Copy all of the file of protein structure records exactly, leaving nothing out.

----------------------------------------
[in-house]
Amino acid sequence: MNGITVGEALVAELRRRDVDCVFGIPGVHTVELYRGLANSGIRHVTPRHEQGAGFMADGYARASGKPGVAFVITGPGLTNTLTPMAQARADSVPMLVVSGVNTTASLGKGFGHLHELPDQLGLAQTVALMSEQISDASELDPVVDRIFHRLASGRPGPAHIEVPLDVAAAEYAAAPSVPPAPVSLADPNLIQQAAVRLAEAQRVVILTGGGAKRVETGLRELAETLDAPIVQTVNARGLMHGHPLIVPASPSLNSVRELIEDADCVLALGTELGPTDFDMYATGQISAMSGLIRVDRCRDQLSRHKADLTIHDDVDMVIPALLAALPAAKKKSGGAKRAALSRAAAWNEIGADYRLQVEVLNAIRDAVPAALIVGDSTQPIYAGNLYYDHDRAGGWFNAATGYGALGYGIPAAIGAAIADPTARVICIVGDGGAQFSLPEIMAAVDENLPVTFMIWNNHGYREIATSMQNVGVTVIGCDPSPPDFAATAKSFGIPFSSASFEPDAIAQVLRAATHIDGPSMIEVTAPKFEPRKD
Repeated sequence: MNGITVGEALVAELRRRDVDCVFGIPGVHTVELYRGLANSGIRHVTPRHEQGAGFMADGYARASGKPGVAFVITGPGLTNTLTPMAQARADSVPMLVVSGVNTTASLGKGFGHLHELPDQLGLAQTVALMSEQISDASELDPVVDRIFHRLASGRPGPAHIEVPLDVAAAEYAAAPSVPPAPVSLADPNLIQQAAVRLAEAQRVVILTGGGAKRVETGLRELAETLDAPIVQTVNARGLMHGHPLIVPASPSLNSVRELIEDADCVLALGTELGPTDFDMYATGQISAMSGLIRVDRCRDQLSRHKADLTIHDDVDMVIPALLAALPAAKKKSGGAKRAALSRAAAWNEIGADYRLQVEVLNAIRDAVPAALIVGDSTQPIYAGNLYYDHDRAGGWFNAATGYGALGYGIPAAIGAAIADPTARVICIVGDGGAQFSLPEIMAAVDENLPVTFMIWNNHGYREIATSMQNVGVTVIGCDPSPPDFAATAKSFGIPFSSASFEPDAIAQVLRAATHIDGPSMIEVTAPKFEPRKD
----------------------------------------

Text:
[in-house]
Amino acid sequence: MNGITVGEALVAELRRRDVDCVFGIPGVHTVELYRGLANSGIRHVTPRHEQGAGFMADGYARASGKPGVAFVITGPGLTNTLTPMAQARADSVPMLVVSGVNTTASLGKGFGHLHELPDQLGLAQTVALMSEQISDASELDPVVDRIFHRLASGRPGPAHIEVPLDVAAAEYAAAPSVPPAPVSLADPNLIQQAAVRLAEAQRVVILTGGGAKRVETGLRELAETLDAPIVQTVNARGLMHGHPLIVPASPSLNSVRELIEDADCVLALGTELGPTDFDMYATGQISAMSGLIRVDRCRDQLSRHKADLTIHDDVDMVIPALLAALPAAKKKSGGAKRAALSRAAAWNEIGADYRLQVEVLNAIRDAVPAALIVGDSTQPIYAGNLYYDHDRAGGWFNAATGYGALGYGIPAAIGAAIADPTARVICIVGDGGAQFSLPEIMAAVDENLPVTFMIWNNHGYREIATSMQNVGVTVIGCDPSPPDFAATAKSFGIPFSSASFEPDAIAQVLRAATHIDGPSMIEVTAPKFEPRKD
Repeated sequence: MNGITVGEALVAELRRRDVDCVFGIPGVHTVELYRGLANSGIRHVTPRHEQGAGFMADGYARASGKPGVAFVITGPGLTNTLTPMAQARADSVPMLVVSGVNTTASLGKGFGHLHELPDQLGLAQTVALMSEQISDASELDPVVDRIFHRLASGRPGPAHIEVPLDVAAAEYAAAPSVPPAPVSLADPNLIQQAAVRLAEAQRVVILTGGGAKRVETGLRELAETLDAPIVQTVNARGLMHGHPLIVPASPSLNSVRELIEDADCVLALGTELGPTDFDMYATGQISAMSGLIRVDRCRDQLSRHKADLTIHDDVDMVIPALLAALPAAKKKSGGAKRAALSRAAAWNEIGADYRLQVEVLNAIRDAVPAALIVGDSTQPIYAGNLYYDHDRAGGWFNAATGYGALGYGIPAAIGAAIADPTARVICIVGDGGAQFSLPEIMAAVDENLPVTFMIWNNHGYREIATSMQNVGVTVIGCDPSPPDFAATAKSFGIPFSSASFEPDAIAQVLRAATHIDGPSMIEVTAPKFEPRKD